Clear message from Saharawis: Kosmos, leave Western Sahara!
Yesterday evening, dozens of Saharawis gathered in Zaragoza, Spain, to protest against Kosmos Energy - the American oil company that has announced it will commence to drill for oil in occupied Western Sahara later this year.
The protesters held banners saying "Kosmos, Saharawi people don't want you in our occupied homeland", "Kosmos, get out of Western Sahara", "Cairn fuera del Sahara ocupado", "Kosmos want blood for oil in Western Sahara", etc.
Kosmos Energy want to start drilling in October or November this year. A drill rig to that purpose is expected to arrive in occupied Western Sahara in September. The rig is currently still at anchor in South Korea, where it was built by US company Atwood Oceanics. Kosmos will lease the rig for three years at a rate of 595,000 USD a day. Kosmos' partners in the undertaking are Scotland's Cairn Energy and Morocco's ONHYM (National Office of Hydrocarbons and Mining).
The UN Security Council's legal Counsel produced a legal opinion on oil exploration and exploitation in Western Sahara in 2002. The conclusion was unequivocal: any such activity is in violation of international law if not in accordance to the wishes and the interests of the Saharawi people.
The Saharawi people are clear: "Kosmos, get out of Western Sahara".
Morocco occupies the major part of its neighbouring country, Western Sahara. Entering into business deals with Moroccan companies or authorities in the occupied territories gives an impression of political legitimacy to the occupation. It also gives job opportunities to Moroccan settlers and income to the Moroccan government. Western Sahara Resource Watch demands foreign companies leave Western Sahara until a solution to the conflict is found.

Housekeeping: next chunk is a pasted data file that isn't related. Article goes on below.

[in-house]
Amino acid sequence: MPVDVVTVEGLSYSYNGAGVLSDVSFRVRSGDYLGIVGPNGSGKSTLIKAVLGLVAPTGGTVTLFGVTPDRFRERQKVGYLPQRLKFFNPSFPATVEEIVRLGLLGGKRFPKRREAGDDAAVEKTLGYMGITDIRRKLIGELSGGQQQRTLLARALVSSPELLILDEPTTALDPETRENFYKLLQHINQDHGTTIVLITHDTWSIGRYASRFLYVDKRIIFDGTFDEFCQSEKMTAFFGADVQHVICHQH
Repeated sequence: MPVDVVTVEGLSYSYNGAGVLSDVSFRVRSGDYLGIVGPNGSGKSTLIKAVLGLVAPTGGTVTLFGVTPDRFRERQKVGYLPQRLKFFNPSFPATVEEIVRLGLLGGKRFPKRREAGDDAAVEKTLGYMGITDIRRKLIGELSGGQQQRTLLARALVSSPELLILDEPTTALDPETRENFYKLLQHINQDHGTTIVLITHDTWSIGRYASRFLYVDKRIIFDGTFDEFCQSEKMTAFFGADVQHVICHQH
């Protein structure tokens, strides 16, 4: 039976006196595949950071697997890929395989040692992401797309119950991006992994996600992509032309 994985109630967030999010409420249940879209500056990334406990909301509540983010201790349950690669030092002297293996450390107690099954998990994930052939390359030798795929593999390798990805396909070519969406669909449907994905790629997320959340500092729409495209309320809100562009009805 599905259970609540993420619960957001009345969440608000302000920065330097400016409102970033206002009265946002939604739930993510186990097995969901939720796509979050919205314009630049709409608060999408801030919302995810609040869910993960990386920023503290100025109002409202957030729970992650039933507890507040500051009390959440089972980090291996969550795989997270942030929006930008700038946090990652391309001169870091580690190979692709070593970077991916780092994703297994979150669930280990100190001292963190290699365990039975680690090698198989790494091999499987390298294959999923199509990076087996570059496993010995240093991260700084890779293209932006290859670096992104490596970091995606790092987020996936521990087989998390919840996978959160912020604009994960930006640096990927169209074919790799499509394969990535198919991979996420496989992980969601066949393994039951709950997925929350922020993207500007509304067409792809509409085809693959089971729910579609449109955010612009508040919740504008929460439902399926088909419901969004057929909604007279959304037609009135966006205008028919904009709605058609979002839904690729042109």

It's not easy keeping up with all the different legal proceedings relating to Western Sahara. For the sake of clarity, here's an overview of the five different cases at the Court of Justice of the European Union.
Leading activists from Western Sahara are condemned to sentences ranging from 20 years to life imprisonment in connection to a mass protest in 2010 denouncing the Saharawi people’s social and economic marginalization in their occupied land; the Gdeim Izik protest camp.
At COP22, beware of what you read about Morocco’s renewable energy efforts. An increasing part of the projects take place in the occupied territory of Western Sahara and is used for mineral plunder, new WSRW report documents.